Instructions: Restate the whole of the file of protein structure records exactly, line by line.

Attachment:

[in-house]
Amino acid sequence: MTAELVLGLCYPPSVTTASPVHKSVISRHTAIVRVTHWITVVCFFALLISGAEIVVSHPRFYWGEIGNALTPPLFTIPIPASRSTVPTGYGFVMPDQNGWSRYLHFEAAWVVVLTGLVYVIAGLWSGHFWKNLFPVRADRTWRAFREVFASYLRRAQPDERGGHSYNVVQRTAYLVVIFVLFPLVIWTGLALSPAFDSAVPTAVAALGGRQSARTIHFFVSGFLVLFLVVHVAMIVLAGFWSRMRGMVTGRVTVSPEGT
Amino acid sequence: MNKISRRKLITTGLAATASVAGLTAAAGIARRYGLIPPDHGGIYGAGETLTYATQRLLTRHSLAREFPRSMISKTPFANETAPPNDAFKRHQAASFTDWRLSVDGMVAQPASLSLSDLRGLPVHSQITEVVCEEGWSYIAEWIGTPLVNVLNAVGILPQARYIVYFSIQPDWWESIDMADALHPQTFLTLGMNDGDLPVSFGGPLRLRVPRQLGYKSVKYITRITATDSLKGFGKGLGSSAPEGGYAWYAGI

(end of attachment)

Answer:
[in-house]
Amino acid sequence: MTAELVLGLCYPPSVTTASPVHKSVISRHTAIVRVTHWITVVCFFALLISGAEIVVSHPRFYWGEIGNALTPPLFTIPIPASRSTVPTGYGFVMPDQNGWSRYLHFEAAWVVVLTGLVYVIAGLWSGHFWKNLFPVRADRTWRAFREVFASYLRRAQPDERGGHSYNVVQRTAYLVVIFVLFPLVIWTGLALSPAFDSAVPTAVAALGGRQSARTIHFFVSGFLVLFLVVHVAMIVLAGFWSRMRGMVTGRVTVSPEGT
Amino acid sequence: MNKISRRKLITTGLAATASVAGLTAAAGIARRYGLIPPDHGGIYGAGETLTYATQRLLTRHSLAREFPRSMISKTPFANETAPPNDAFKRHQAASFTDWRLSVDGMVAQPASLSLSDLRGLPVHSQITEVVCEEGWSYIAEWIGTPLVNVLNAVGILPQARYIVYFSIQPDWWESIDMADALHPQTFLTLGMNDGDLPVSFGGPLRLRVPRQLGYKSVKYITRITATDSLKGFGKGLGSSAPEGGYAWYAGI